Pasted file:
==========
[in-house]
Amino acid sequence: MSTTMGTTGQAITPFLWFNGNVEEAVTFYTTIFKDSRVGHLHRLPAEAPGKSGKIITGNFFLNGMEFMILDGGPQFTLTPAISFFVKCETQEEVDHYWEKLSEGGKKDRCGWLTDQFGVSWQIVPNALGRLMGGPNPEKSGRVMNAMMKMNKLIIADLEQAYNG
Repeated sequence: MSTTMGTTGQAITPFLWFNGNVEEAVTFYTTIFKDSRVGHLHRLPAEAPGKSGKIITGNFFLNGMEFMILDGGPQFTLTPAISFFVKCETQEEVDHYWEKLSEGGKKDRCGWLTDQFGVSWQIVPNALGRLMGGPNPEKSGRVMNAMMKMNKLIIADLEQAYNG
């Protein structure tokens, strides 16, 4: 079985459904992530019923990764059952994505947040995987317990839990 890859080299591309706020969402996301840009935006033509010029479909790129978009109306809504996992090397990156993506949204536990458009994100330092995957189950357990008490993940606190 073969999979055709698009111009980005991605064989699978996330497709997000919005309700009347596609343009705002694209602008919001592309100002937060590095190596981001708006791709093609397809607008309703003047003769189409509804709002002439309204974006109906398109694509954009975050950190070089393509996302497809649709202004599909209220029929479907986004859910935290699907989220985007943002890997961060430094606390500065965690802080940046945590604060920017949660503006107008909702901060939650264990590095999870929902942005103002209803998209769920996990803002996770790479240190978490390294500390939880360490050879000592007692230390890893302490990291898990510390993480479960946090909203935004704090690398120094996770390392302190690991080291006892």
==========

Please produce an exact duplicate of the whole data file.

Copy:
[in-house]
Amino acid sequence: MSTTMGTTGQAITPFLWFNGNVEEAVTFYTTIFKDSRVGHLHRLPAEAPGKSGKIITGNFFLNGMEFMILDGGPQFTLTPAISFFVKCETQEEVDHYWEKLSEGGKKDRCGWLTDQFGVSWQIVPNALGRLMGGPNPEKSGRVMNAMMKMNKLIIADLEQAYNG
Repeated sequence: MSTTMGTTGQAITPFLWFNGNVEEAVTFYTTIFKDSRVGHLHRLPAEAPGKSGKIITGNFFLNGMEFMILDGGPQFTLTPAISFFVKCETQEEVDHYWEKLSEGGKKDRCGWLTDQFGVSWQIVPNALGRLMGGPNPEKSGRVMNAMMKMNKLIIADLEQAYNG
């Protein structure tokens, strides 16, 4: 079985459904992530019923990764059952994505947040995987317990839990 890859080299591309706020969402996301840009935006033509010029479909790129978009109306809504996992090397990156993506949204536990458009994100330092995957189950357990008490993940606190 073969999979055709698009111009980005991605064989699978996330497709997000919005309700009347596609343009705002694209602008919001592309100002937060590095190596981001708006791709093609397809607008309703003047003769189409509804709002002439309204974006109906398109694509954009975050950190070089393509996302497809649709202004599909209220029929479907986004859910935290699907989220985007943002890997961060430094606390500065965690802080940046945590604060920017949660503006107008909702901060939650264990590095999870929902942005103002209803998209769920996990803002996770790479240190978490390294500390939880360490050879000592007692230390890893302490990291898990510390993480479960946090909203935004704090690398120094996770390392302190690991080291006892």